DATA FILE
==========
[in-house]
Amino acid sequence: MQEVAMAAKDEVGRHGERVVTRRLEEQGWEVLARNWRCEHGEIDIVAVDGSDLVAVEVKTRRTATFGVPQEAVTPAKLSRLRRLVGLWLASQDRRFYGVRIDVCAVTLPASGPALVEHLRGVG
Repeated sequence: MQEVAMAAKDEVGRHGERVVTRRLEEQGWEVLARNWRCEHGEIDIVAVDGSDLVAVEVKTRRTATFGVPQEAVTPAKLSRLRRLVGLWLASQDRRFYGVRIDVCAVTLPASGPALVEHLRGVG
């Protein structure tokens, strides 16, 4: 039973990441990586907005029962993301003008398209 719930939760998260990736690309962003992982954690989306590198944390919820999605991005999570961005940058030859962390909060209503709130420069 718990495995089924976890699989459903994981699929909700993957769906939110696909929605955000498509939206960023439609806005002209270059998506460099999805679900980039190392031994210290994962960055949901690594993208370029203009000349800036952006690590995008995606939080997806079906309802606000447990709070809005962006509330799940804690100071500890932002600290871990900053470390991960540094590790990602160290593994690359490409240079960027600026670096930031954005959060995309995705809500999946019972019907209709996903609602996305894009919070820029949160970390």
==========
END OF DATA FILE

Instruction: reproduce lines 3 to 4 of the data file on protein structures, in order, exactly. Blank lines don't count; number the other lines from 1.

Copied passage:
Repeated sequence: MQEVAMAAKDEVGRHGERVVTRRLEEQGWEVLARNWRCEHGEIDIVAVDGSDLVAVEVKTRRTATFGVPQEAVTPAKLSRLRRLVGLWLASQDRRFYGVRIDVCAVTLPASGPALVEHLRGVG
């Protein structure tokens, strides 16, 4: 039973990441990586907005029962993301003008398209 719930939760998260990736690309962003992982954690989306590198944390919820999605991005999570961005940058030859962390909060209503709130420069 718990495995089924976890699989459903994981699929909700993957769906939110696909929605955000498509939206960023439609806005002209270059998506460099999805679900980039190392031994210290994962960055949901690594993208370029203009000349800036952006690590995008995606939080997806079906309802606000447990709070809005962006509330799940804690100071500890932002600290871990900053470390991960540094590790990602160290593994690359490409240079960027600026670096930031954005959060995309995705809500999946019972019907209709996903609602996305894009919070820029949160970390």